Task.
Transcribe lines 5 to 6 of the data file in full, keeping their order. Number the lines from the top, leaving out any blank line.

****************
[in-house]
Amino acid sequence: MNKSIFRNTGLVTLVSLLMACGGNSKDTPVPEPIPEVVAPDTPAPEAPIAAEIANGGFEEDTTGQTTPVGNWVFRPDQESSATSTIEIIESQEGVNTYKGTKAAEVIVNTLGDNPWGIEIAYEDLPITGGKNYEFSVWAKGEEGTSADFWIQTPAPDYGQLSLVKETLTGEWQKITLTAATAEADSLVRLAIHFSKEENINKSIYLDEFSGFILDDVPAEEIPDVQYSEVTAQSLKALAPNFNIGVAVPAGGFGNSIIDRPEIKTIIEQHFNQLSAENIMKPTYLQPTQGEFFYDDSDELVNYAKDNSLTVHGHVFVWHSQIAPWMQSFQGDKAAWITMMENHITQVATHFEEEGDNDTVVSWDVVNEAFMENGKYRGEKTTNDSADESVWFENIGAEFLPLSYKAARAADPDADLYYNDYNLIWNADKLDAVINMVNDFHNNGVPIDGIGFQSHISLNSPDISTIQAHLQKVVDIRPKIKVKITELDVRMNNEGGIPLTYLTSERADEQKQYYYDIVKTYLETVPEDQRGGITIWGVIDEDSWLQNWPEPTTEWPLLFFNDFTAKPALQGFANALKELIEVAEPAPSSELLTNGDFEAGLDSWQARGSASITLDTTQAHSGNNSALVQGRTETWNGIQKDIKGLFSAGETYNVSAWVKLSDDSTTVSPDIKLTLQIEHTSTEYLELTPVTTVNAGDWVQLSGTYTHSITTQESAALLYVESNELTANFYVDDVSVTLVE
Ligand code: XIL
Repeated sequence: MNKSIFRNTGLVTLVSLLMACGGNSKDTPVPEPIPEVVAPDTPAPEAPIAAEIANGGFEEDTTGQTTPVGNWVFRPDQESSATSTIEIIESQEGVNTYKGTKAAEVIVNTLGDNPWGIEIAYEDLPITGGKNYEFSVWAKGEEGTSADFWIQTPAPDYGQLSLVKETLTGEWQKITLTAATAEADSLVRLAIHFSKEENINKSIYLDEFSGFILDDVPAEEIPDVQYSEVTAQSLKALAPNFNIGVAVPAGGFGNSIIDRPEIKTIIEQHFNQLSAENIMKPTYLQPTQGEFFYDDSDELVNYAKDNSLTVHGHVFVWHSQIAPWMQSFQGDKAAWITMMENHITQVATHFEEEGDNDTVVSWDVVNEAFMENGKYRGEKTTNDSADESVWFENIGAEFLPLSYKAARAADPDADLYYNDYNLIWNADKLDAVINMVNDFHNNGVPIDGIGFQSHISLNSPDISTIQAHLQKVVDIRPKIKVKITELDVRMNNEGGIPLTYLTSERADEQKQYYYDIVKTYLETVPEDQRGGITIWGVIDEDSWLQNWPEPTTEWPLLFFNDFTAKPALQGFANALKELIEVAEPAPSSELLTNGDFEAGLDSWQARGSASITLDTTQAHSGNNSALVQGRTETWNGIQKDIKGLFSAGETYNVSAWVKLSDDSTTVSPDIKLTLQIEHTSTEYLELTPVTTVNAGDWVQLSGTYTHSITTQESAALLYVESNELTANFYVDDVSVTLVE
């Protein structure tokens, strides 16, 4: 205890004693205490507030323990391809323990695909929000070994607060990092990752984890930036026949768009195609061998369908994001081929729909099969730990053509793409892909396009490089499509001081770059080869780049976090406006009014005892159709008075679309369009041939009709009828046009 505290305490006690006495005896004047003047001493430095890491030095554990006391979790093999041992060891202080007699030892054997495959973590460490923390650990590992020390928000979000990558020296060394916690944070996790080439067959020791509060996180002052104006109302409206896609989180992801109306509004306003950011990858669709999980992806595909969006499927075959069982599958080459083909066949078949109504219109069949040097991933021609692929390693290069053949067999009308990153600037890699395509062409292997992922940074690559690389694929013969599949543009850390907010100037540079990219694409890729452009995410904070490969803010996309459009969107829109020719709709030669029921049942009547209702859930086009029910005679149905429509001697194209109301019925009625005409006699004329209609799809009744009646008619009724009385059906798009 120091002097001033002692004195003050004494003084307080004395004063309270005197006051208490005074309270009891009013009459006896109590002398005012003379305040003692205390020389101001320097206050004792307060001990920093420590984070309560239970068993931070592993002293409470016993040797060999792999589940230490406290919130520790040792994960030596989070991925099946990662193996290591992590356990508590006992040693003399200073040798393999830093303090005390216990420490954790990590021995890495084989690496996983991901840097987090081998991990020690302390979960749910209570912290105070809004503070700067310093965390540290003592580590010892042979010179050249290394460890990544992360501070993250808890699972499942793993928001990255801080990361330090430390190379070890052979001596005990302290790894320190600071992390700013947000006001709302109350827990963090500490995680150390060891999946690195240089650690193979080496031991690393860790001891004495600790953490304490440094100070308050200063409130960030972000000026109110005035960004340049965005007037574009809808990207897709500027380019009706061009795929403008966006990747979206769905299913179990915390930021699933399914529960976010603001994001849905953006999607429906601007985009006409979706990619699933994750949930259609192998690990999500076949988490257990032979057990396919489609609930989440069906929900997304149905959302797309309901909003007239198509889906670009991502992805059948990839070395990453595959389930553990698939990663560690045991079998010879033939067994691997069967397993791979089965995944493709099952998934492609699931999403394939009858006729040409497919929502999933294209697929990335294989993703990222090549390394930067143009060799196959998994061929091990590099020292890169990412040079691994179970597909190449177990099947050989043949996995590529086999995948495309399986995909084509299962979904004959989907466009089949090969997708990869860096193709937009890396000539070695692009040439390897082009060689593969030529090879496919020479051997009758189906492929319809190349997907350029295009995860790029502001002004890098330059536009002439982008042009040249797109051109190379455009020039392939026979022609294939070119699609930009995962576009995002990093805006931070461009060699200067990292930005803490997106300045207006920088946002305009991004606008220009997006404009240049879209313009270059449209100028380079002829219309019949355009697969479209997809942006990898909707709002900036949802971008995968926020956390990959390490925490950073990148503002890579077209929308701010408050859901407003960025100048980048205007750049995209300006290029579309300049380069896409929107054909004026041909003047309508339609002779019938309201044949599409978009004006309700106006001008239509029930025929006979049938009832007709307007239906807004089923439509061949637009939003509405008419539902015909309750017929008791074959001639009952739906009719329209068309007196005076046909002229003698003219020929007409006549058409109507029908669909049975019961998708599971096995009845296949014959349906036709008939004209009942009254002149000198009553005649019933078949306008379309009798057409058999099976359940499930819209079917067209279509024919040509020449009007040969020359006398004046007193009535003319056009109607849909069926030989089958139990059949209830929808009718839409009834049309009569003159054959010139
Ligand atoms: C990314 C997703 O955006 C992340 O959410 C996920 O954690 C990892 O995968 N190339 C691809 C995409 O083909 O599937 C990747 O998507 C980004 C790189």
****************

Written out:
């Protein structure tokens, strides 16, 4: 205890004693205490507030323990391809323990695909929000070994607060990092990752984890930036026949768009195609061998369908994001081929729909099969730990053509793409892909396009490089499509001081770059080869780049976090406006009014005892159709008075679309369009041939009709009828046009 505290305490006690006495005896004047003047001493430095890491030095554990006391979790093999041992060891202080007699030892054997495959973590460490923390650990590992020390928000979000990558020296060394916690944070996790080439067959020791509060996180002052104006109302409206896609989180992801109306509004306003950011990858669709999980992806595909969006499927075959069982599958080459083909066949078949109504219109069949040097991933021609692929390693290069053949067999009308990153600037890699395509062409292997992922940074690559690389694929013969599949543009850390907010100037540079990219694409890729452009995410904070490969803010996309459009969107829109020719709709030669029921049942009547209702859930086009029910005679149905429509001697194209109301019925009625005409006699004329209609799809009744009646008619009724009385059906798009 120091002097001033002692004195003050004494003084307080004395004063309270005197006051208490005074309270009891009013009459006896109590002398005012003379305040003692205390020389101001320097206050004792307060001990920093420590984070309560239970068993931070592993002293409470016993040797060999792999589940230490406290919130520790040792994960030596989070991925099946990662193996290591992590356990508590006992040693003399200073040798393999830093303090005390216990420490954790990590021995890495084989690496996983991901840097987090081998991990020690302390979960749910209570912290105070809004503070700067310093965390540290003592580590010892042979010179050249290394460890990544992360501070993250808890699972499942793993928001990255801080990361330090430390190379070890052979001596005990302290790894320190600071992390700013947000006001709302109350827990963090500490995680150390060891999946690195240089650690193979080496031991690393860790001891004495600790953490304490440094100070308050200063409130960030972000000026109110005035960004340049965005007037574009809808990207897709500027380019009706061009795929403008966006990747979206769905299913179990915390930021699933399914529960976010603001994001849905953006999607429906601007985009006409979706990619699933994750949930259609192998690990999500076949988490257990032979057990396919489609609930989440069906929900997304149905959302797309309901909003007239198509889906670009991502992805059948990839070395990453595959389930553990698939990663560690045991079998010879033939067994691997069967397993791979089965995944493709099952998934492609699931999403394939009858006729040409497919929502999933294209697929990335294989993703990222090549390394930067143009060799196959998994061929091990590099020292890169990412040079691994179970597909190449177990099947050989043949996995590529086999995948495309399986995909084509299962979904004959989907466009089949090969997708990869860096193709937009890396000539070695692009040439390897082009060689593969030529090879496919020479051997009758189906492929319809190349997907350029295009995860790029502001002004890098330059536009002439982008042009040249797109051109190379455009020039392939026979022609294939070119699609930009995962576009995002990093805006931070461009060699200067990292930005803490997106300045207006920088946002305009991004606008220009997006404009240049879209313009270059449209100028380079002829219309019949355009697969479209997809942006990898909707709002900036949802971008995968926020956390990959390490925490950073990148503002890579077209929308701010408050859901407003960025100048980048205007750049995209300006290029579309300049380069896409929107054909004026041909003047309508339609002779019938309201044949599409978009004006309700106006001008239509029930025929006979049938009832007709307007239906807004089923439509061949637009939003509405008419539902015909309750017929008791074959001639009952739906009719329209068309007196005076046909002229003698003219020929007409006549058409109507029908669909049975019961998708599971096995009845296949014959349906036709008939004209009942009254002149000198009553005649019933078949306008379309009798057409058999099976359940499930819209079917067209279509024919040509020449009007040969020359006398004046007193009535003319056009109607849909069926030989089958139990059949209830929808009718839409009834049309009569003159054959010139
Ligand atoms: C990314 C997703 O955006 C992340 O959410 C996920 O954690 C990892 O995968 N190339 C691809 C995409 O083909 O599937 C990747 O998507 C980004 C790189």